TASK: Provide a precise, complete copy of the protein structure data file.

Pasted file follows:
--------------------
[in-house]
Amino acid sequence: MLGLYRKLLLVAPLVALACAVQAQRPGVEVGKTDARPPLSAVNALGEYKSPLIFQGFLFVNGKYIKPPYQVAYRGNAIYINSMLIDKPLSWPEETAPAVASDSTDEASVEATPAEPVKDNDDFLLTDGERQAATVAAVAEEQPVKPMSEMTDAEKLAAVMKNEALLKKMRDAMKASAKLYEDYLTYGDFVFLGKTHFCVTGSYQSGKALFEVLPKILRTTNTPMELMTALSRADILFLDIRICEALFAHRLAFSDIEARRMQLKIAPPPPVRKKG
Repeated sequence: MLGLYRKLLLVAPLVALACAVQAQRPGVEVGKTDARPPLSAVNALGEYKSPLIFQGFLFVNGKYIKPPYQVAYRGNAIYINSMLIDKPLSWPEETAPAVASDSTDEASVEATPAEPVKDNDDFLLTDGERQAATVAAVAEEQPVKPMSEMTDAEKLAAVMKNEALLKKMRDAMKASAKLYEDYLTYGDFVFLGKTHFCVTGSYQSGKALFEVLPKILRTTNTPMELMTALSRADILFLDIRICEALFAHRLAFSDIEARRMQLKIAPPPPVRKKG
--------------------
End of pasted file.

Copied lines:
[in-house]
Amino acid sequence: MLGLYRKLLLVAPLVALACAVQAQRPGVEVGKTDARPPLSAVNALGEYKSPLIFQGFLFVNGKYIKPPYQVAYRGNAIYINSMLIDKPLSWPEETAPAVASDSTDEASVEATPAEPVKDNDDFLLTDGERQAATVAAVAEEQPVKPMSEMTDAEKLAAVMKNEALLKKMRDAMKASAKLYEDYLTYGDFVFLGKTHFCVTGSYQSGKALFEVLPKILRTTNTPMELMTALSRADILFLDIRICEALFAHRLAFSDIEARRMQLKIAPPPPVRKKG
Repeated sequence: MLGLYRKLLLVAPLVALACAVQAQRPGVEVGKTDARPPLSAVNALGEYKSPLIFQGFLFVNGKYIKPPYQVAYRGNAIYINSMLIDKPLSWPEETAPAVASDSTDEASVEATPAEPVKDNDDFLLTDGERQAATVAAVAEEQPVKPMSEMTDAEKLAAVMKNEALLKKMRDAMKASAKLYEDYLTYGDFVFLGKTHFCVTGSYQSGKALFEVLPKILRTTNTPMELMTALSRADILFLDIRICEALFAHRLAFSDIEARRMQLKIAPPPPVRKKG